In the ECCO project the proof of concept of a novel curing oven will be performed in a pilot scale coil coating line. In ECCO, the curing oven is operated at elevated solvent concentration which allows the direct utilization of solvents as a fuel for heat generation. Therefore, the oven system is separated in two sections: The radiant burner section, where intense radiation in the IR-spectrum is emitted at high temperatures resulting from combustion inside of a ceramic porous structure, and the curing oven section which is operated over the upper explosion limit or, in other words, below a critical oxygen concentration. The prevention of a thermal decomposition of the solvent loaded atmosphere at high temperatures is ensured through separation of the two oven sections by an IR-transmissive material. Starting from previous activities at TRL 4, an interdisciplinary approach is foreseen, based on advanced-materials, combustion technology and prediction tools for system design/optimization, with active participation of key industrial stakeholders, to bring this technology to TRL 6 and realize a prototype curing oven at industrially relevant size and environment. ECCO proposes an oven concept which leads to a drastically reduced size and increased energy efficiency as we as well a higher production flexibility due to a fuel-flexible, modular and potentially energetically self-sustainable process. In comparison to existing conventional convective curing systems, ECCO presents a less energy demanding, environment-friendly and economical technical curing oven concept.
The SOPRANO project’s main scientific objective is to make a breakthrough in the overall investigation efforts in the field of soot particles chemistry, particles size distribution (PSD), and their radiative effect on combustors typical of aero-engines. SOPRANO aims at a qualitative shift in the knowledge and experimental and numerical approaches related to the characterization and prediction of soot emission and interaction with radiative Low NOx combustor environment.
The main industrial objective of SOPRANO is to carry out an in-depth characterization of soot particles emitted by a modern combustor at engine relevant operating conditions and at increased pressures to pave the way for the future design of high-performance combustors: a more accurate evaluation of the radiation effect and, therefore, a more reliable liner temperature prediction, will drive a review of the design criteria in terms of combustor air distribution and will improve durability of some key modules, e.g. the combustor’s liners.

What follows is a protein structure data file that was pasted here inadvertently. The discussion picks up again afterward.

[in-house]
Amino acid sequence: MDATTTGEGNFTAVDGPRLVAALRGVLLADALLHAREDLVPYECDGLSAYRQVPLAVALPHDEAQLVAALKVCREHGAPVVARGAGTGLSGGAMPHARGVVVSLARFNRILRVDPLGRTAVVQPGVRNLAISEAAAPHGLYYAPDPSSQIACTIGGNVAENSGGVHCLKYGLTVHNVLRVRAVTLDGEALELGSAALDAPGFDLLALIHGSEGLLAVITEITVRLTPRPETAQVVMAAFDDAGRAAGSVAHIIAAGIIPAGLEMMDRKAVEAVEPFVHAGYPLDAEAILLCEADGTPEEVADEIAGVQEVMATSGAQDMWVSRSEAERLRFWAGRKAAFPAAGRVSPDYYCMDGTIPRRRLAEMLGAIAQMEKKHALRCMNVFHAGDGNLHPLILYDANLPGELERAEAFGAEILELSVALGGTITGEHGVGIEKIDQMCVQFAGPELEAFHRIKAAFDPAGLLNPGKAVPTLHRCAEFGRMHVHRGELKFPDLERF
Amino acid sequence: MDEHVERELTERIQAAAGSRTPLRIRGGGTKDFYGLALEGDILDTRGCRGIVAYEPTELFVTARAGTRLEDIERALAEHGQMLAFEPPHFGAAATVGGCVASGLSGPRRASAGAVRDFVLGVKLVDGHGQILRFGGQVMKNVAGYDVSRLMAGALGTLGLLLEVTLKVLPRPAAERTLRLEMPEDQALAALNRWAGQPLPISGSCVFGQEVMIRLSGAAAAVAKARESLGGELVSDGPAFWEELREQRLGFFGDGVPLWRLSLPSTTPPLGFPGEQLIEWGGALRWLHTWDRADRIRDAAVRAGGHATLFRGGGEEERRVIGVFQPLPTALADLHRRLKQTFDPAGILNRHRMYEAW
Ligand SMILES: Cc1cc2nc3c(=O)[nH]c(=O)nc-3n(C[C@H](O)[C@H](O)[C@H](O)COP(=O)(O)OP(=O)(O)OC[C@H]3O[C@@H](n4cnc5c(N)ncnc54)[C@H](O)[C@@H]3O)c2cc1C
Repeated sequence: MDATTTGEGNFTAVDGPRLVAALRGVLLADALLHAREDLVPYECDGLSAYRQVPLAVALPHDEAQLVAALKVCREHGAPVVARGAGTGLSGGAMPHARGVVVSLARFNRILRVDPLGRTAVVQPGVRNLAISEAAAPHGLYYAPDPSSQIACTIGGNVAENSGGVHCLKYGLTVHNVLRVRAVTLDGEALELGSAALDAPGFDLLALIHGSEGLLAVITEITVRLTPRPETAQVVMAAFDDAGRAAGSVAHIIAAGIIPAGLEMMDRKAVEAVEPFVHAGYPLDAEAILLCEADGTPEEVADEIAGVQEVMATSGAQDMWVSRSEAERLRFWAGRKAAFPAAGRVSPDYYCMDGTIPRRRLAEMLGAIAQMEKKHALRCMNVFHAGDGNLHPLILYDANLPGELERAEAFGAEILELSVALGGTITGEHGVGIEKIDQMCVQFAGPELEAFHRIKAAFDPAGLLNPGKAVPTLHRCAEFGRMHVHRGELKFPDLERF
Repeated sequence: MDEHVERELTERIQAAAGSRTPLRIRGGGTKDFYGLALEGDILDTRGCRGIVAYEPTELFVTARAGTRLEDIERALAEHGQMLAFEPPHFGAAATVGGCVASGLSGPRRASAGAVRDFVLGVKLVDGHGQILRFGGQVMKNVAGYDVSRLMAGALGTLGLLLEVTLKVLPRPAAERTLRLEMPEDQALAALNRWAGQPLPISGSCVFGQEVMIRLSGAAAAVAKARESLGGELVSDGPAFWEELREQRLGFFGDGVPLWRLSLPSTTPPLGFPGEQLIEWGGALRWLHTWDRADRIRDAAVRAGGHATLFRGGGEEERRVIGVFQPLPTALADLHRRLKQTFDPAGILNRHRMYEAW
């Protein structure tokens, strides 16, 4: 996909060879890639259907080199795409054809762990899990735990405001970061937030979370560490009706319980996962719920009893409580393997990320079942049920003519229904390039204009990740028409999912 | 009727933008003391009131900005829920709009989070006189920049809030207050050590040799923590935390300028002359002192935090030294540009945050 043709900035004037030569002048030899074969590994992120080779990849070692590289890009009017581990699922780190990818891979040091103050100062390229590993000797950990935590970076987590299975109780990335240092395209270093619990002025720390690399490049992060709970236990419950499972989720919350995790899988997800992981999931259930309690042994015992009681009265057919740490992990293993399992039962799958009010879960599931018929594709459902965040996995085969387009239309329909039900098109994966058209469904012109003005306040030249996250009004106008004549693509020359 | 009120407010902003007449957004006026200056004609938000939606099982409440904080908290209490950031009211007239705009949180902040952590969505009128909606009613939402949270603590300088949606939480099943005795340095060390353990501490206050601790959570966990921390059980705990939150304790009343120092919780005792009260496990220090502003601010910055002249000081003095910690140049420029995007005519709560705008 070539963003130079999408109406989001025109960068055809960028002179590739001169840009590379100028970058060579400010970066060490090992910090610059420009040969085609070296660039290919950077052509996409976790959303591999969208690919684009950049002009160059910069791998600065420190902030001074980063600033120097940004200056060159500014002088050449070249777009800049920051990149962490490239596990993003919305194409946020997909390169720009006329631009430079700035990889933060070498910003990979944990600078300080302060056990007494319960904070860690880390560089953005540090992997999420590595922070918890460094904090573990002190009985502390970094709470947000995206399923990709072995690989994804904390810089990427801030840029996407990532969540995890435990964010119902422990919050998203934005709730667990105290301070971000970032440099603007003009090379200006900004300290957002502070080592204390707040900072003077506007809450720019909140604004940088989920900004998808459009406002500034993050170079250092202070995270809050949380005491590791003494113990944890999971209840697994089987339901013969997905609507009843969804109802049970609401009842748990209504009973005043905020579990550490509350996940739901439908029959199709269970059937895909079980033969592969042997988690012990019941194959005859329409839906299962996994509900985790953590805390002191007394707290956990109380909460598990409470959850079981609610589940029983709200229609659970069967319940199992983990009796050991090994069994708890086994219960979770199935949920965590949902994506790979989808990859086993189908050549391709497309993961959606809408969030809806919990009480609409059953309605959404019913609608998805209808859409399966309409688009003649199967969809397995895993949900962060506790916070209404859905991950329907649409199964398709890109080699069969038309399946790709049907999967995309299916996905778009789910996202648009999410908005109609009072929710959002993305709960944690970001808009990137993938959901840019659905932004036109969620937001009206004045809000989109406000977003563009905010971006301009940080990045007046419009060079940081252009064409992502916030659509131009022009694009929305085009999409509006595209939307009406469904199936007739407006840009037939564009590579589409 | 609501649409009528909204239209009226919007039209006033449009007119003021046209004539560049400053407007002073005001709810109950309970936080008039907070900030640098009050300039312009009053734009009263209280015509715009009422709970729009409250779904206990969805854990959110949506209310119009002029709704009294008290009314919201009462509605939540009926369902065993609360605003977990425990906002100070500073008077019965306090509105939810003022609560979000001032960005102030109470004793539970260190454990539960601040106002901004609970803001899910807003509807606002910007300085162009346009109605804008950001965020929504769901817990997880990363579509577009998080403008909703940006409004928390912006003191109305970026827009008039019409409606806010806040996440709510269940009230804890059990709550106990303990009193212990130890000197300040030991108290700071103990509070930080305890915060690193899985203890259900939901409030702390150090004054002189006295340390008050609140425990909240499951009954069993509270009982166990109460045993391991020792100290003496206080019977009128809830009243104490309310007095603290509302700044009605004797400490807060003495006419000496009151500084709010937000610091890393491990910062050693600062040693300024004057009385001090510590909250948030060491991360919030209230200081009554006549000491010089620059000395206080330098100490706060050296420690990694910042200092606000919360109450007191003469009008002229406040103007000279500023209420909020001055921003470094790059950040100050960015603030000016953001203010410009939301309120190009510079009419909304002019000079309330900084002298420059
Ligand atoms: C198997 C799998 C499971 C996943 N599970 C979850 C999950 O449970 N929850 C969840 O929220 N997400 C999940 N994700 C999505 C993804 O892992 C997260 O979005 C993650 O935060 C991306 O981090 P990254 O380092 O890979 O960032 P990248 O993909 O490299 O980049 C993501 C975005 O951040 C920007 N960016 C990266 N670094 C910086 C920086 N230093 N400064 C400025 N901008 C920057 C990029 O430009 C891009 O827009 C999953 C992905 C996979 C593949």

Within this research focus in the past the following research projects were associated:
It has been shown that the commonly used surface radiation models without consideration of chemical reaction (combustion models) and without turbulence and soot formation models have to be re-considered. Instead, fluid dynamically driven coherent structures and CFD simulations of interacting fires have to be considered using the above mentioned sub models which partly have to be developed.
In particular, the knowledge about the interaction phenomena between two or even more pool fires will be investigated both, experimentally and numerically using CFD simulations. Additionally the knowledge about the length of the so-called clear combustion zone, which is not covered by black sooting regions, has to be deepened. Also the knowledge on the specific radiation (SEP) of single and interacting black sooting fires needs to be extended.
Of high importance and a pre-requisite for success of the above mentioned goals the knowledge on the elementary chemical reactions in peroxide pool flames has to be deepened, especially with respect to soot formation in such hydro-carbon pool flames. For this, mechanisms of soot formation will be improved and reaction mechanisms for the combustion of organic peroxides will be developed and integrated into CFD tools. Such tools can be flamelet models, which will be used int the present research work.